Last night, I went to hear Klüver’s Big Band and Cecilie Norby, performing as part of Aarhus International Jazz Festival. The concert was awesome, as I’m sure the live recording will be.
On my way back, I came to wonder if the image of jazz music could be applied to how church should be.
A feature that is more prominent in jazz than in most other genres is the celebration of the improvised solo. Isn’t this selfish, some might rightfully ask? No, I don’t believe it is. No jazz musician can do without a band, and however great the solo or the soloist, it is always best if backed by a strong band. Also, every soloist knows his place; in a jam-session it is perceived as rude if anybody abuses his position or not stands down in due time. When he does finish his solo, applause follows, and it’s time for the next solo, or back to full band.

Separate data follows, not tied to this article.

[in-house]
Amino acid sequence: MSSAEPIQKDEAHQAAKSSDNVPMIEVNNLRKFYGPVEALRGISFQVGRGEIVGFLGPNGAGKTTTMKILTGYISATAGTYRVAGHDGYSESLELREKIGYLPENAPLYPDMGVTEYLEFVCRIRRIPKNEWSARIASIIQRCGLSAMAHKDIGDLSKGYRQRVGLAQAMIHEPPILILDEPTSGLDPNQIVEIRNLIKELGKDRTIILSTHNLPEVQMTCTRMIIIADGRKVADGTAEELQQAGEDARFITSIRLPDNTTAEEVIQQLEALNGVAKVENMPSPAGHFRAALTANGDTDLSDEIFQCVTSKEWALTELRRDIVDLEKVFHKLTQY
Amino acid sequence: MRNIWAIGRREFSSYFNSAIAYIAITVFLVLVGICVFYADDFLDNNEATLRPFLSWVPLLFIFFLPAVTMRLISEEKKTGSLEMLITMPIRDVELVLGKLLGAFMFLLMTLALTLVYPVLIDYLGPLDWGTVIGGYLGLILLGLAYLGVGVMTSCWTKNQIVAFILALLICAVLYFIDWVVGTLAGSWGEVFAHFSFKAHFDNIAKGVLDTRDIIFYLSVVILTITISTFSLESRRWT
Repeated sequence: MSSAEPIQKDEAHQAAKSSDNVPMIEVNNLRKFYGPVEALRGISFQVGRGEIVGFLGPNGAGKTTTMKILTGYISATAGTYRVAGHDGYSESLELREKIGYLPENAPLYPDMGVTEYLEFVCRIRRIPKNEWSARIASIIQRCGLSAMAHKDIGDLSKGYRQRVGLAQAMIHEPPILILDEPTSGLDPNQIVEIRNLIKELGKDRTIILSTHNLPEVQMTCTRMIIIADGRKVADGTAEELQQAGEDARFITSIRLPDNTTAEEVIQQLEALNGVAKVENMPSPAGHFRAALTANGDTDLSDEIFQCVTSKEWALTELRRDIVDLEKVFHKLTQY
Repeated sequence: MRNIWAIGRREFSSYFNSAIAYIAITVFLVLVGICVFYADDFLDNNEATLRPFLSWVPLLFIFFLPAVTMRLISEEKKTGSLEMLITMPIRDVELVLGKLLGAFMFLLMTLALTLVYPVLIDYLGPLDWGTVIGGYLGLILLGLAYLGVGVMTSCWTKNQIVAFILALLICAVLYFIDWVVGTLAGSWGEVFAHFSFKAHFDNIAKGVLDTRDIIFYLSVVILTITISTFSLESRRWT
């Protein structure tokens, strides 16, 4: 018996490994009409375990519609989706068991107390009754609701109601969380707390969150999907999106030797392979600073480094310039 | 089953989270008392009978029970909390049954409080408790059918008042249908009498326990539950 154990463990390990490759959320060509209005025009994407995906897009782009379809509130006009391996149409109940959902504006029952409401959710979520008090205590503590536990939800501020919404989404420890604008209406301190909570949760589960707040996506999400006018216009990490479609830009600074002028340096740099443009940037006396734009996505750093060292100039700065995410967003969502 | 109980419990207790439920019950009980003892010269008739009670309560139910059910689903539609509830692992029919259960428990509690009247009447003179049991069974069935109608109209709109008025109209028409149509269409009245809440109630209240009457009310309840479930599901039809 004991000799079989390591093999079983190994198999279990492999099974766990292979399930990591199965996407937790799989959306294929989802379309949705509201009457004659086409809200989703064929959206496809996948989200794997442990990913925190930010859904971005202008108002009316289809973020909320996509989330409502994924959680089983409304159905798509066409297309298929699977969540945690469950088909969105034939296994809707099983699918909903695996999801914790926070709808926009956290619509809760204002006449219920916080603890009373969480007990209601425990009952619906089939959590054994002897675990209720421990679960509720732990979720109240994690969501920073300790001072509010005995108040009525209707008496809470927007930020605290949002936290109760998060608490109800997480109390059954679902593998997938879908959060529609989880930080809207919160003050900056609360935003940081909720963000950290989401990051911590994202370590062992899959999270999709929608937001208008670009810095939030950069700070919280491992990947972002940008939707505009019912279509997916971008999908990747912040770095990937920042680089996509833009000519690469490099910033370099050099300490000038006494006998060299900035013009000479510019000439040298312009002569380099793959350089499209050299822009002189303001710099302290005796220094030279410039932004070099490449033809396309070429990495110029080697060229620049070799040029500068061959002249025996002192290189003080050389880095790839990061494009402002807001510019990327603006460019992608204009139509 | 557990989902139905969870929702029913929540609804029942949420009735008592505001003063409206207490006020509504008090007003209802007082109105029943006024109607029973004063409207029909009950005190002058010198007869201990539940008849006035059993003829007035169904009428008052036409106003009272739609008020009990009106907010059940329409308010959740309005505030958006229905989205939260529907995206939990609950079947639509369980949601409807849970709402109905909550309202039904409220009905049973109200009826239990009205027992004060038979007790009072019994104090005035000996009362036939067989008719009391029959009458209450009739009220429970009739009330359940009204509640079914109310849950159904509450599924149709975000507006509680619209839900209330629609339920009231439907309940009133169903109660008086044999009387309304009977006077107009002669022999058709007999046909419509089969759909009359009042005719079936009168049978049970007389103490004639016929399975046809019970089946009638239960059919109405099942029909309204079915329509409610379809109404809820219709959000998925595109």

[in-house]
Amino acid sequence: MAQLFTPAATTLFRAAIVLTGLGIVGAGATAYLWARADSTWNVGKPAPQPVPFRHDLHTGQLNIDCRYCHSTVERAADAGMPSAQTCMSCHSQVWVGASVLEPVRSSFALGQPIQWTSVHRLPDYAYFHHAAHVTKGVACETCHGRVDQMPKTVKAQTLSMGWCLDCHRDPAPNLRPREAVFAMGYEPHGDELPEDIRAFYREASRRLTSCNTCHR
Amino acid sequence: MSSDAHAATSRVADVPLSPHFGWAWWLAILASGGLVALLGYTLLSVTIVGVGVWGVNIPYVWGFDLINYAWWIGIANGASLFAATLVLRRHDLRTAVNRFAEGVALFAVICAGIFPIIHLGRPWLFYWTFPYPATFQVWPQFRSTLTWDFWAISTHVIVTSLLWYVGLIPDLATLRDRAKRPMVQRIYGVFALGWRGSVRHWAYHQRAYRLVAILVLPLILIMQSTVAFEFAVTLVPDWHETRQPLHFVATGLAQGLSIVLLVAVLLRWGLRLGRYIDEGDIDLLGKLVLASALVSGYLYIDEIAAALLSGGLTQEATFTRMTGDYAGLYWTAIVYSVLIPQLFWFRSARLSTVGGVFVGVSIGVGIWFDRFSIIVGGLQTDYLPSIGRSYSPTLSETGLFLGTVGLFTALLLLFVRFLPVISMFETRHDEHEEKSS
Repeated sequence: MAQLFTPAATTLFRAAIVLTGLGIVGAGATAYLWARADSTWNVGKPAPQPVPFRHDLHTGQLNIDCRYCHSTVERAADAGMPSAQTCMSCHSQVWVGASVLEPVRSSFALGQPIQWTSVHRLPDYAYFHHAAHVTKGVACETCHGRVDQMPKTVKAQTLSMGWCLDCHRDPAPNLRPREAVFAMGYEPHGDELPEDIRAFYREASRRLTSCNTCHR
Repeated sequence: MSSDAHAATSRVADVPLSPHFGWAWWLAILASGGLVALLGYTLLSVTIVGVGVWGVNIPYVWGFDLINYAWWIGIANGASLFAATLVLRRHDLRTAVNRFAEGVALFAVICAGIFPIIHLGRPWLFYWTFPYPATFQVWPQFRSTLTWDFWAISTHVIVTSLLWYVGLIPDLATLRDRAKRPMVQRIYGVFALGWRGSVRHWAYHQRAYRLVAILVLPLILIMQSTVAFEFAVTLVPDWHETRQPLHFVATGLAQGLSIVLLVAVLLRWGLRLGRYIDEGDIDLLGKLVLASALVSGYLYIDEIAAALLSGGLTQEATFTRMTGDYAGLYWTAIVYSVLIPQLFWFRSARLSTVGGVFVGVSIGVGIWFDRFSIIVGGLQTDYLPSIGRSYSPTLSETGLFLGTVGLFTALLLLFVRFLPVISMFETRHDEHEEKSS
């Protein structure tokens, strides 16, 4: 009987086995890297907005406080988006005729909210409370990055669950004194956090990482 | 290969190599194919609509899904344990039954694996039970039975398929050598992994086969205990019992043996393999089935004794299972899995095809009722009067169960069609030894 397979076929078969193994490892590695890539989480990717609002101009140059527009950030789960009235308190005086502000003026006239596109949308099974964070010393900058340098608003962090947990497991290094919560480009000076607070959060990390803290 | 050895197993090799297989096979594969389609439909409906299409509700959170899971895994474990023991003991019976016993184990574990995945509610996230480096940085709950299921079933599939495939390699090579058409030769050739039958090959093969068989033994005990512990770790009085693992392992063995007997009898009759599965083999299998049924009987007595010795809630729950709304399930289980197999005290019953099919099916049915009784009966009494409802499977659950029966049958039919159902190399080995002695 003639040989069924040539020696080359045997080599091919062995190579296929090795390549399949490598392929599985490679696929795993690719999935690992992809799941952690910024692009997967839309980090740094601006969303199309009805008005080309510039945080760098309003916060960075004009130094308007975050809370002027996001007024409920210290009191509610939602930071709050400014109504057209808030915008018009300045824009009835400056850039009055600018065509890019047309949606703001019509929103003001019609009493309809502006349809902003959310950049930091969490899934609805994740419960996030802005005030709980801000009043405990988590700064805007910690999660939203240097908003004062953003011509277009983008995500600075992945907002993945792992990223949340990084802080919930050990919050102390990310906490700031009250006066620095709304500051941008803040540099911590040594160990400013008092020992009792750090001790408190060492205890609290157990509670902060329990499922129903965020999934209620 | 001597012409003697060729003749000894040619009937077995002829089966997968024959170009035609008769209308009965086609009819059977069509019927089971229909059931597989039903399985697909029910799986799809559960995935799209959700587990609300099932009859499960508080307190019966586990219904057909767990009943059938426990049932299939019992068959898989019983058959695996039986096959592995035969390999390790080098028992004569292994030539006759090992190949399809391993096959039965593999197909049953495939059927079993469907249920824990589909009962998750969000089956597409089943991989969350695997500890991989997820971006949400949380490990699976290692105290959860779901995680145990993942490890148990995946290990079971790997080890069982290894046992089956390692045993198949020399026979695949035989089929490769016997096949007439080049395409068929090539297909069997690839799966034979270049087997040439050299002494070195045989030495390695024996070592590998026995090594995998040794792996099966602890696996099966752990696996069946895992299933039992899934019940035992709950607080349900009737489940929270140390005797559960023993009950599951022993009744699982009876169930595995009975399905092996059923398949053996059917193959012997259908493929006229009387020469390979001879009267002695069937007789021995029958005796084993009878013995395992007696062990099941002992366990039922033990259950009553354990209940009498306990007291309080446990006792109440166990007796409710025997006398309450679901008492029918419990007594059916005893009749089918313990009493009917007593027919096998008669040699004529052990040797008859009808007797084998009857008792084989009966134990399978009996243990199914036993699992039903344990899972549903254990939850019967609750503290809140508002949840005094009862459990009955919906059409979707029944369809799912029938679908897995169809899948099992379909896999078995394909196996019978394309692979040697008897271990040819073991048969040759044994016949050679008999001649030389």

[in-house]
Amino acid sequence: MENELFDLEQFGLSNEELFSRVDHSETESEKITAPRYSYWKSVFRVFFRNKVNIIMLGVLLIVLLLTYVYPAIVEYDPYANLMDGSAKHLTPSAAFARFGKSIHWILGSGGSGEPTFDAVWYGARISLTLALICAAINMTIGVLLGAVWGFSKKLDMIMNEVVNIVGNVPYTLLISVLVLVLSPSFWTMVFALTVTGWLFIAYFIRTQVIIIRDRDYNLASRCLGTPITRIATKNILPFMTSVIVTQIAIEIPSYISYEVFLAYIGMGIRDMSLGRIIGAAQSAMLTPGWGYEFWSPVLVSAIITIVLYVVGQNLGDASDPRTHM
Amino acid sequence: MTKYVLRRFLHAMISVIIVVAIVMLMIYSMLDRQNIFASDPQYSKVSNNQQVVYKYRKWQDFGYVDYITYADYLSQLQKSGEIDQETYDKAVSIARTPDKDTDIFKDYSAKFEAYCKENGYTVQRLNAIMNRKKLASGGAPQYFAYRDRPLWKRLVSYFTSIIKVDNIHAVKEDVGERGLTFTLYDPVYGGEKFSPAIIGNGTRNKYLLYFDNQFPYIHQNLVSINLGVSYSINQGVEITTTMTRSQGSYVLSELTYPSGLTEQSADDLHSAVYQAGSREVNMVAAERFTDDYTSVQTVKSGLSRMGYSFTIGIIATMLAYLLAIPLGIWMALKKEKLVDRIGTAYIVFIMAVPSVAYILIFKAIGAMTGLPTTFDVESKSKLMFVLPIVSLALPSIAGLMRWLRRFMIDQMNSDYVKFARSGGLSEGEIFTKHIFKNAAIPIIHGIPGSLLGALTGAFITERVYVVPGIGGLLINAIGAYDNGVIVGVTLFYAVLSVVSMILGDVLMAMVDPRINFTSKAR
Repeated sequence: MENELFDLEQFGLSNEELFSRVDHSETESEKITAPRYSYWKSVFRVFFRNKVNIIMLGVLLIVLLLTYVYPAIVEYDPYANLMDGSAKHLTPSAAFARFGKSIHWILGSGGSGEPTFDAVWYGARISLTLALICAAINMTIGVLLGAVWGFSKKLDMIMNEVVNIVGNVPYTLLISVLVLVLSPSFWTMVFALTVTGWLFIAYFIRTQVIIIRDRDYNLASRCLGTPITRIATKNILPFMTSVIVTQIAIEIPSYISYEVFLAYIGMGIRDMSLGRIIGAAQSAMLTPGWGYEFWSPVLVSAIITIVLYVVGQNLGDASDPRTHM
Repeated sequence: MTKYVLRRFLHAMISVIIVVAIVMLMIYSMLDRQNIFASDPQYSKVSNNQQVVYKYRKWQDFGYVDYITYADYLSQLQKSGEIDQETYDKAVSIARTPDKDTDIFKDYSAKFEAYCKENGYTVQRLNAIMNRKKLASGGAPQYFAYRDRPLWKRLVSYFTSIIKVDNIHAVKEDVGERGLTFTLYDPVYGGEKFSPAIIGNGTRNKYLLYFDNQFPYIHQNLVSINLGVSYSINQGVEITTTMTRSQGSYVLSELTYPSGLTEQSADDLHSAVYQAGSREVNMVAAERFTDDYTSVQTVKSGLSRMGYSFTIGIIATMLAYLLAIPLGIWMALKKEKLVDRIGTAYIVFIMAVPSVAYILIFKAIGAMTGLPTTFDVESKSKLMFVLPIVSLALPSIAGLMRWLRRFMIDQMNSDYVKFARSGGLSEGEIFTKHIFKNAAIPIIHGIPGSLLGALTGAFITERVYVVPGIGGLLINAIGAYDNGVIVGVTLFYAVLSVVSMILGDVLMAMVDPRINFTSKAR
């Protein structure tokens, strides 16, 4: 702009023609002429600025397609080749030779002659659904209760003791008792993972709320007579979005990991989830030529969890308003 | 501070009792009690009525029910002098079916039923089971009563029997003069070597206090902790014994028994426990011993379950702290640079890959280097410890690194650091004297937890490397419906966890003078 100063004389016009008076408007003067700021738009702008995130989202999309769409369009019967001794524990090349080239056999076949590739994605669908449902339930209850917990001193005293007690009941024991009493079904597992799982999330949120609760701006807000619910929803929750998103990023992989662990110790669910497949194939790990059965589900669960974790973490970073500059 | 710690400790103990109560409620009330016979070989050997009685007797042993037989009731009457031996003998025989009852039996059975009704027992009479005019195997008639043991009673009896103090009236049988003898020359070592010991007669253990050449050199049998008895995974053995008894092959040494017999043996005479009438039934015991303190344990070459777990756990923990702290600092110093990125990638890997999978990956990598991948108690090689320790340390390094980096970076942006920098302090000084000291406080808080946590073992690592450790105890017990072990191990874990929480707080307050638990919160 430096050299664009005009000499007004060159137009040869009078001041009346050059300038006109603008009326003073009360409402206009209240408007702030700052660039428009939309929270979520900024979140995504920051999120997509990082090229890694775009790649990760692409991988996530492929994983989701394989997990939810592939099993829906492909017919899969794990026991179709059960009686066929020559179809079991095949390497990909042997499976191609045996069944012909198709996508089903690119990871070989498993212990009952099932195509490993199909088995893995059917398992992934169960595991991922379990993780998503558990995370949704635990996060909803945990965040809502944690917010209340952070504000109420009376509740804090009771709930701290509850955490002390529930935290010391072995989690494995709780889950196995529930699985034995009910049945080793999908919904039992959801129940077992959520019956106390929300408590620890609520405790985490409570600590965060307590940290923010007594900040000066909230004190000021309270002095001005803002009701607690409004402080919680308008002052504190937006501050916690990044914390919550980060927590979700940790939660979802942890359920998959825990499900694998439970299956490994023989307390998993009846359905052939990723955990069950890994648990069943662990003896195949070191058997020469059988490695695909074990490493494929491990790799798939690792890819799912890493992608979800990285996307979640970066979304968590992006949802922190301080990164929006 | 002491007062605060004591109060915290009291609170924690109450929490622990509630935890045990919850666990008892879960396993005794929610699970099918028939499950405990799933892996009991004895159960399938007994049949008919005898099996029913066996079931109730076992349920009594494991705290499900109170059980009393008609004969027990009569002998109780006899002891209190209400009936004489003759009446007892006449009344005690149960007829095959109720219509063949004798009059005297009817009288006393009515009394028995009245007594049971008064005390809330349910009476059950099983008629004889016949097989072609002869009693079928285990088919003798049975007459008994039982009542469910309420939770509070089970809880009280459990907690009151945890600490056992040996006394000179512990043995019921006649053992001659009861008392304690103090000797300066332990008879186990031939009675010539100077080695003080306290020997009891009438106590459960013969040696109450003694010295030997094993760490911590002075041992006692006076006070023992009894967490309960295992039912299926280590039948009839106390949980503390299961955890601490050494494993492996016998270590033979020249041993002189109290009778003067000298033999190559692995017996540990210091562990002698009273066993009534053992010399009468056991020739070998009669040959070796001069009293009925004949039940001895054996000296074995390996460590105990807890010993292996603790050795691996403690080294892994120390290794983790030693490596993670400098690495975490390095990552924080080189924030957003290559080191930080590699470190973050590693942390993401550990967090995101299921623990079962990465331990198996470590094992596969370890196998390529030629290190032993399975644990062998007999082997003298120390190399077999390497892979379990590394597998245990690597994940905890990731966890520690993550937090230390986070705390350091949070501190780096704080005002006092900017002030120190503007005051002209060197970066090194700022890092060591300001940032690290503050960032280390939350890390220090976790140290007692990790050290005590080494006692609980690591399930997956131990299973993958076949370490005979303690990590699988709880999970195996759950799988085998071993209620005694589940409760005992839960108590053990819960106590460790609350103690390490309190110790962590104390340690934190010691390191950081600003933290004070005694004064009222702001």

With talented musicians, this amounts to great jazz in the art of improvisation. Knowing your place in the band, playing your solos, playing up to the other’s solos, and all the time being more interested in the end result than your own position. It’s all about making music and having a good time.
I love classical music, too, but I think I envision a church that is more like a jazz band than a choir. A church that allows for improvisation, for many different soloists, and for being happy about each others’ achievements. A church that comes together for jam session because they are passionate about the end result—living for God. And last, but not least, a church that has a good time doing it.